Important risks to the preservation of the national park of Los Roques.
At present it is considered that the park is in good state of preservation. Its distance form the coast (166 kilometers), the reduced communities that historically have occupied it, the development of industries at a small scale and the creation of the national park in 1972 has allowed the archipelago to be in conditions quite similar to those experienced by early settlers. However, changes which have recently taken place in the last two decades have made it clear the existence of a series of situations that may endanger the preservation of biodiversity and the beauty of this natural enclave.
The most important risk is related to the growth of tourist activity. In little less than a decade the park has seen a few thousand visitors with need for basic services to almost 80 thousand visitors per year and the type of more sophisticated and demanding tourism. This growth in tourism has generated new jobs and has brought with it an increase of steady population: from 400 inhabitants in the early 80´s In Gran Roque, it has gone to one thousand in the year 2000. Population growth and the increase of visitors have produced a greater demand for basic services (water, electricity and removal of solid waste and water treatment) with the corresponding environmental impact. Navigation within the park has increased as well as the pressure of visitors on keys and beaches.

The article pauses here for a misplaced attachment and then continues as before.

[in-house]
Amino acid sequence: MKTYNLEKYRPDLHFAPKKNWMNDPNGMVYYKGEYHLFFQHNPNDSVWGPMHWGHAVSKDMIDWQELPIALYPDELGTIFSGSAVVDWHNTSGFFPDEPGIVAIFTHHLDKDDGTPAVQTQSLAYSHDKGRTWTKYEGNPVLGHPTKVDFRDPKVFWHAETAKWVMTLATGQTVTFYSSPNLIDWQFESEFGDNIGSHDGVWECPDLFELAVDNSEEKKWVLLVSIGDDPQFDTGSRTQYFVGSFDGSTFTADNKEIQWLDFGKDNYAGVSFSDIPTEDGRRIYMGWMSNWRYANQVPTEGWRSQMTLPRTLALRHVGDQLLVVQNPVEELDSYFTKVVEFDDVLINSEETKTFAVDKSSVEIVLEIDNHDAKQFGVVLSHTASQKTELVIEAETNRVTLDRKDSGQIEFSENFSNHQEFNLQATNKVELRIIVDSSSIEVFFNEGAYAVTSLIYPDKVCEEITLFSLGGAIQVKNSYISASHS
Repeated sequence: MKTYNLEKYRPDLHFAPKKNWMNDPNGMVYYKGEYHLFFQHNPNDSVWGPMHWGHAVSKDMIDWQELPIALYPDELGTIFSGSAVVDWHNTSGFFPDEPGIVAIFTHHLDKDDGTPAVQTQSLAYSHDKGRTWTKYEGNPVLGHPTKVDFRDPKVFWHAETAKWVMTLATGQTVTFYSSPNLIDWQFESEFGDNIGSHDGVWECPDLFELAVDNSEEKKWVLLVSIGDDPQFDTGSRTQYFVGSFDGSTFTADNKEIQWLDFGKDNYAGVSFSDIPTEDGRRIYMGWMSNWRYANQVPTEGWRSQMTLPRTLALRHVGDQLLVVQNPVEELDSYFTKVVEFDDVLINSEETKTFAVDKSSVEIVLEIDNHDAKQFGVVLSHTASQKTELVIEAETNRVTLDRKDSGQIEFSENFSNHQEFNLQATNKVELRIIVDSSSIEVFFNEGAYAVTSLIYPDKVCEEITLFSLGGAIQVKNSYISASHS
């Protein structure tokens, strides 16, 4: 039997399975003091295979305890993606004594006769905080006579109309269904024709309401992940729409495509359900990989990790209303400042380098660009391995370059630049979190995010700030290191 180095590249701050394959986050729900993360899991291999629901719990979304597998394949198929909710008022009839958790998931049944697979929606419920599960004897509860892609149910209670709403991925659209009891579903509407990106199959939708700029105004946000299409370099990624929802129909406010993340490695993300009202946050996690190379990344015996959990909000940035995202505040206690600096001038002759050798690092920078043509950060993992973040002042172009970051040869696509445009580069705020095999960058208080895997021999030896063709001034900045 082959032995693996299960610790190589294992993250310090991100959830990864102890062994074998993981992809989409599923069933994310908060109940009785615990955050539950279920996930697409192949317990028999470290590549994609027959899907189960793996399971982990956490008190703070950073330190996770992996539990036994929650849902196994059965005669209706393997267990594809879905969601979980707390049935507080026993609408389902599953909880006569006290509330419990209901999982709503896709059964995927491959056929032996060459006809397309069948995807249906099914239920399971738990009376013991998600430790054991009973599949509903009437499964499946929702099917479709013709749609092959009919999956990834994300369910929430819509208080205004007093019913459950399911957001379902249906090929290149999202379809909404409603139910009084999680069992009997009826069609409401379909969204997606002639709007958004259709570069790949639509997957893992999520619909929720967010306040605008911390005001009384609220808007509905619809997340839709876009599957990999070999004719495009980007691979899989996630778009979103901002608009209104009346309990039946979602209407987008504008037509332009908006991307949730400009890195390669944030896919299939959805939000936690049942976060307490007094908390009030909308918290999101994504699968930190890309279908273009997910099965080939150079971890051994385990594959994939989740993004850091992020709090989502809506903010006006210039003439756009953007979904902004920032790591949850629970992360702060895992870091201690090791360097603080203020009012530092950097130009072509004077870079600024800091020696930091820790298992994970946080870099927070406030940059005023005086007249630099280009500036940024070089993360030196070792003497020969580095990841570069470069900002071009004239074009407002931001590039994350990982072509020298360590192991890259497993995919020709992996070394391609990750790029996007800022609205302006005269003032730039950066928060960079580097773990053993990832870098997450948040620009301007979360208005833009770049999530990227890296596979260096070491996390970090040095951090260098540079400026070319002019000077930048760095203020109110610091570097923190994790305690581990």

Up to now there is no evidence that population growth has caused irreversible impact, but it is foreseeable that they may occur if tourist activity continues to grow at the same rate it has over the years. The unique authority together with the help of the Spanish government has carried out a study of tourist load capacity in order to establish the limits of this growth and the most important risks it brings.
Population growth has also produced a problem of space in Gran Roque. At present the area allocated for housing, according to the ordaining plan, has been almost used up. The purchasing of homes for guest houses and other tourist activities has put aside the population to the inner most part of the town with over crowding in some areas of Gran Roque. At the same time the demand for labor for tourist services has attracted towards Gran Roque workers from allover the country. This situation produces great pressure from the community to urbanize areas which at present are restricted. If at any time the area that can be allocated for urban growth is increased, this decision should be accompanied with a regulation for the settlement of new inhabitants; if is not so, in a very short time Gran Roque will lose its present aspect and all its surface will become built up.